The regime of mandatory reporting was seen to be too broad by providers and appropriate by others.  It applied only to staff and not to others who witnessed incidents including families, management and other health professionals.   There were concerns that the trauma to the victim, and their wishes that the matter not be reported, would be overridden in the interest of protecting others.  The Democratic senator took a different view in her report.


Denying individuals this right based on their location of residence would seem to be a breach of their rights to determine who receives personal information about them. There is also the potential that such an approach will have negative consequences, including discouraging older people from seeking assistance if they believe their conversations will not be confidential.  (Page 28)


Whistleblower protection


Those who spoke out were guaranteed whistle blower protection but this was limited and extended only to staff and not to managers, other health care providers or residents and families.   The ability of the providers to protect whistleblowers from other staff and from other contractors such as agency staff were limited.  There was no protection when staff  or other interested individuals reported other forms of elder abuse or serious deficiencies in nursing homes.


So, again, the whistleblower will have no protection if he/she reports the vast majority of cases of elder abuse as outlined above. (Page 16)


Aged and Community Services Australia noted that the protection provisions in section 96-8 'do not extend to non-staff members who may make a complaint, such as residents, family members or visitors.' This issue was also highlighted by Elder Rights Advocacy who reported instances of aged care advocates and families of residents being threatened with legal action for pursuing complaints. (Page 16)


- - there appears little protection for employers who undertake their obligations under the legislation but are still potentially liable for unfair dismissal action, defamation and slander where action is taken in response to an allegation or suspicion which subsequently proves erroneous or false. (Page 16)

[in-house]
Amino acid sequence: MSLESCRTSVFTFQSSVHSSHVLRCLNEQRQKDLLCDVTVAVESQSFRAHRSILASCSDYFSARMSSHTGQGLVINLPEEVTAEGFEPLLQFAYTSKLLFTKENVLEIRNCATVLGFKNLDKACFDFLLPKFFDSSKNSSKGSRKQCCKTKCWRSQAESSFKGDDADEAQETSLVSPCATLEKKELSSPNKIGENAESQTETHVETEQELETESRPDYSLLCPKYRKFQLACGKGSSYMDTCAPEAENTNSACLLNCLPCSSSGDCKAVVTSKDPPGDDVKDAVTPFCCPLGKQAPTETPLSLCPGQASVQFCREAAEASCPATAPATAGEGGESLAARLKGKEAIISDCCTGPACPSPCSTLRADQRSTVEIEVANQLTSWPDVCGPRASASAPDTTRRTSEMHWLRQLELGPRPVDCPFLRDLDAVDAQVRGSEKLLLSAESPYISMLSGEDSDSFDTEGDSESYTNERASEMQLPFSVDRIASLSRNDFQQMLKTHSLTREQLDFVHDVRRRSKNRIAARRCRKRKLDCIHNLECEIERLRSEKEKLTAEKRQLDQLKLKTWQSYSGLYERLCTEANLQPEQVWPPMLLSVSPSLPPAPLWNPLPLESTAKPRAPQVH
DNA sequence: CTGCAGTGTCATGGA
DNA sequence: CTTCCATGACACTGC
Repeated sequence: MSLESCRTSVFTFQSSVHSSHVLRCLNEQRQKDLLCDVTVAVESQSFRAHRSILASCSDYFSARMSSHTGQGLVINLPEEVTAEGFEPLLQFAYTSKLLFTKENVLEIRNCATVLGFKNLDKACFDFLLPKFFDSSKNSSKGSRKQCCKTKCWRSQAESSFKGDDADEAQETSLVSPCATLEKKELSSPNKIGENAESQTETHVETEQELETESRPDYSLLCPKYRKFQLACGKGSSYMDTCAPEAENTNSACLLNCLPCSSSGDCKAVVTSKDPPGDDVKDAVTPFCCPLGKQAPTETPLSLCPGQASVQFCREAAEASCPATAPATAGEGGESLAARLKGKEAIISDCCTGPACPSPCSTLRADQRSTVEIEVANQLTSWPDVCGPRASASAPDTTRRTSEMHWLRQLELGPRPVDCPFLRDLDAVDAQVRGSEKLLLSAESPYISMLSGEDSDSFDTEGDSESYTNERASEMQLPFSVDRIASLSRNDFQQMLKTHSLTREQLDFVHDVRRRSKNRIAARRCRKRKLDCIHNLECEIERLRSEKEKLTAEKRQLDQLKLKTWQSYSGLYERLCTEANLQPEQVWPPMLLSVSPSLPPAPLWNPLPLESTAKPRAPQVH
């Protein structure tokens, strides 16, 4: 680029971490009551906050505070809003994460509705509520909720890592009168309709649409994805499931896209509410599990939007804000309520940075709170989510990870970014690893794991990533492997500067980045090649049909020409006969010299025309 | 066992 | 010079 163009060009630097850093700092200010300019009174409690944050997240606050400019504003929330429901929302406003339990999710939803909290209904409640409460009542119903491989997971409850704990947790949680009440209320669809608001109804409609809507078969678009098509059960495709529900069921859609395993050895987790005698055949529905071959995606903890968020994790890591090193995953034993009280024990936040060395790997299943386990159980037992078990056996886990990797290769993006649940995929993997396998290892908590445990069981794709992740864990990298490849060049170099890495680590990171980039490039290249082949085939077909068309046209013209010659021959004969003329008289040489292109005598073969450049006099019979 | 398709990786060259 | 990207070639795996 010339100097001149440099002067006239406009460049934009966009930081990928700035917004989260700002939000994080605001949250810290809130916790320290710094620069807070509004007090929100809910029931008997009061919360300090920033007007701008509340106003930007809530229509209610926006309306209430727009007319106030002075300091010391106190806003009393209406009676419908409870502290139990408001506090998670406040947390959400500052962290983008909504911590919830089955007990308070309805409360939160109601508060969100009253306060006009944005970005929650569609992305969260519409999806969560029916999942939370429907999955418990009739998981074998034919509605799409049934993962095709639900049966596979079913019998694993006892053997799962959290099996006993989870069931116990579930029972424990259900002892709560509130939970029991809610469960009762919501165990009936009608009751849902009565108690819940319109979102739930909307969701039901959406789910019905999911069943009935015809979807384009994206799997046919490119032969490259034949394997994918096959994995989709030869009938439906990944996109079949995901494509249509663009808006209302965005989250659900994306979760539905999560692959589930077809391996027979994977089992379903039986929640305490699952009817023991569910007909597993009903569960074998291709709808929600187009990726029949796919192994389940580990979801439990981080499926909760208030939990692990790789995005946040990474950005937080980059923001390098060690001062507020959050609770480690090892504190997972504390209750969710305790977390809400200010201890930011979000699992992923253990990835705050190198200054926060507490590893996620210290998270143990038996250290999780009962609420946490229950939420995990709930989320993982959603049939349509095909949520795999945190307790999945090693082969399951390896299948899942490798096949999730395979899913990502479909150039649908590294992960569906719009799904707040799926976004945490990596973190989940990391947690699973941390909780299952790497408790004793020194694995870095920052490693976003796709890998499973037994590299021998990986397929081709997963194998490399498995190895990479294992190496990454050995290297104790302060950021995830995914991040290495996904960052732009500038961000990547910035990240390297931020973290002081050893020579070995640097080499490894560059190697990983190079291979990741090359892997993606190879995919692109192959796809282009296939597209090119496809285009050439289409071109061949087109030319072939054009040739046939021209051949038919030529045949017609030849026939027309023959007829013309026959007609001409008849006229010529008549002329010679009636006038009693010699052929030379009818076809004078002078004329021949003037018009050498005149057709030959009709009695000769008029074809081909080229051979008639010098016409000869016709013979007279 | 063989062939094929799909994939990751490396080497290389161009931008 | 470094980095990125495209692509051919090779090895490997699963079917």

It is difficult for a provider to be held responsible for the actions of a contractor once the contractor is off site or has completed their role. It is impossible for the provider to ensure protection once the person is no longer on site. (Page 17)


The staff of residential care facilities may have concerns about their rights if they are thought to be behaving inappropriately. There must be safe guards for staff against false or mistaken accusations. (Page 18)



The Aged Care Commissioner


In regard to the creation of the post of Aged Care Commissioner there were concerns that this person would be too closely associated with the department and would be using departmental staff.  The perception of closeness would discourage residents' families.


In addition the commissioner was only empowered to check whether correct procedures were carried out.  " - - he/she is not permitted to deal with a complaint about the merits of a decision".


Other Issues


In examining other issues the committee noted that


A number of submissions pointed to the limits of the Bill in addressing all potential forms of abuse of people in aged care facilities. These included poor nutrition, hydration, hygiene, verbal and emotional abuse or financial fraud. Australian Unity noted the scope of the protection in the Bill is limited to persons in Commonwealth funded aged care and noted that 'there are many older Australian who live in residential settings, such as Boarding Houses, Supported Residential Services in Victoria and Retirement Villages that could equally be at risk of abuse'.  (Page 20)


The report and minority reports


The committee supported the bill but expressed reservations about some matters.  They recommended that whistle blower protection be extended to residents, their families and aged care advocates.


As currently drafted the Bill only provides protections for approved providers and staff members who make protected disclosures. A number of submissions and witnesses to the inquiry suggested that some other persons should also be entitled to these protections where they make protected disclosures. The Committee agrees.  (Page 23)


The minority report by the labor party pointed out that in 2005 this same committee, when labor were in a majority, had recommended wider whistleblower protection.  This was ignored and the present legislation still did not provide it.


The Australian Democrats wanted more extensive legislation which would extend protection to the abuse of elders in the community.


That the Government develop a comprehensive approach to elder abuse which includes strategies to protect older people from all forms of abuse in residential and community settings.


That the legislation be amended to provide whistleblower protections to people who report, on reasonable grounds, any form of abuse or neglect. (Page 27)



The full report can be found at


Click Here to go back to the main report page


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This page created June 2010 by Michael Wynne